BBC America spends '24 Hours in the ER'


When producer-director Amy Flanagan approached her about allowing a TV crew to film a documentary series in the bustling halls of King's College in London, Briony Sloper, the head of trauma and ER at the facility, at first was hesitant.

"It was a massive risk, because this kind of documentary has never been done before in an emergency room setting," Sloper says. "But (there was a) real opportunity to raise the profile of my department and the amazing work and professionalism of the staff. ... I think the other big reason was about public education, to get some very good messaging out there about what is and isn't appropriate for an emergency room, but also for people to recognize that while you might be in a waiting room with a splinter for a couple of hours, the staff is actually really busy dealing with lifesaving events. And I said yes."

The engrossing result is "24 Hours in the ER," a 14-part BBC America reality series culled from roughly 4,200 hours of footage filmed in late 2010. Focusing on both nail-bitingly dramatic situations as well as an array of colorful characters, the series opens with two back-to-back episodes premiering Tuesday, Sept. 27, that include the gripping case of a 33-year-old Greek student who was dragged under a bus while crossing a busy South London intersection and a 78-year-old husband and father who took an accidental dive headfirst off a ladder while painting his daughter's house.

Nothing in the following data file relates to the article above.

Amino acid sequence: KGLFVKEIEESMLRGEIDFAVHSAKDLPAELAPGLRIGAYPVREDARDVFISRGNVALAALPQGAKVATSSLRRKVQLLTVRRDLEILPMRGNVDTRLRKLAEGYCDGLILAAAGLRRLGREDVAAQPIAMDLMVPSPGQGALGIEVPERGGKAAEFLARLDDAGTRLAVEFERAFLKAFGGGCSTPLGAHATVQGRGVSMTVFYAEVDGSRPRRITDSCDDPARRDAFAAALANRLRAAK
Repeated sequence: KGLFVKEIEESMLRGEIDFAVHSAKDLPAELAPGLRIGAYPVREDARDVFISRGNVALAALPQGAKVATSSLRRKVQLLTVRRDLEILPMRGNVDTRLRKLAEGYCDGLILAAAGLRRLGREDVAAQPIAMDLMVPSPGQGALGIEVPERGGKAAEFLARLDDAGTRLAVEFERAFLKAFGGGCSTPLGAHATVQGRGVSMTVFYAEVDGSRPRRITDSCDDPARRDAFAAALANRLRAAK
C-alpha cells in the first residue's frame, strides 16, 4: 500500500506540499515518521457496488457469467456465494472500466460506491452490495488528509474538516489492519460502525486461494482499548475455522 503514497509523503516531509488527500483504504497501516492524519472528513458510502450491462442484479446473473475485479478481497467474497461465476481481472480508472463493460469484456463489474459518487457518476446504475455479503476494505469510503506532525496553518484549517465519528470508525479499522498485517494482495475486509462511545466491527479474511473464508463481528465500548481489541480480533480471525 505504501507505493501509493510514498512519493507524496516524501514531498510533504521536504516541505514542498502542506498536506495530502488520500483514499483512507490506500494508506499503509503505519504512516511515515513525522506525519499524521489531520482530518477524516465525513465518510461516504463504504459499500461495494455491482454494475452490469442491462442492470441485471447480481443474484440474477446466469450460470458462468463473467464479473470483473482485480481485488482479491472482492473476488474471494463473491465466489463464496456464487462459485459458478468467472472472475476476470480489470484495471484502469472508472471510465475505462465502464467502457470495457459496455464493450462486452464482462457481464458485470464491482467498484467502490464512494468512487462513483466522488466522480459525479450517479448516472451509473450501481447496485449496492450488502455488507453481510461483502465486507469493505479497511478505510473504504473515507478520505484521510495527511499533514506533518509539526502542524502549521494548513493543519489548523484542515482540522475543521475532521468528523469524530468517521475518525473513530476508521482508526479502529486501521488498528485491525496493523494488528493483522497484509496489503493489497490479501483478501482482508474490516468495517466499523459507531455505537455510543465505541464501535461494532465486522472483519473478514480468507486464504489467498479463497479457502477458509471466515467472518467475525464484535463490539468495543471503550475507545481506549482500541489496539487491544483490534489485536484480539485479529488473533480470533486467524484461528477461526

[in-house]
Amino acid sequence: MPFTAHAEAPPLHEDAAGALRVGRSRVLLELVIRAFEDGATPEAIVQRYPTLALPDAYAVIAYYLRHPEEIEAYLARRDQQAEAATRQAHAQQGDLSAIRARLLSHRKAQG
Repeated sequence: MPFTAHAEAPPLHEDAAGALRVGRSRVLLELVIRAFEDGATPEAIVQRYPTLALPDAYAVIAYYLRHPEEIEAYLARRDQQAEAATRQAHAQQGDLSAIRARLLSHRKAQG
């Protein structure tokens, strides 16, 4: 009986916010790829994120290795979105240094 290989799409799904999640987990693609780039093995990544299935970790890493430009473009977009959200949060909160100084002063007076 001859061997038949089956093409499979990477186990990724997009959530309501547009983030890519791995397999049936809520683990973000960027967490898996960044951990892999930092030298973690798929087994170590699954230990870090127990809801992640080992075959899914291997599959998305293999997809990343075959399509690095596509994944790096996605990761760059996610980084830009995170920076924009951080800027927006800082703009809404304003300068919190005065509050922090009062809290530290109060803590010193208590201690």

"We actually looked at a lot of American medical dramas when we were conceiving the show," Flanagan explains, "a lot of 'ER' and 'Grey's Anatomy,' and we wanted to make it very characterful, so we cast not just nurses and doctors but also porters and, of course, patients.

"So you might have an interview with two little old ladies who had a very minor injury, but they are just fantastic characters … talking about something completely unrelated to what they're in for."

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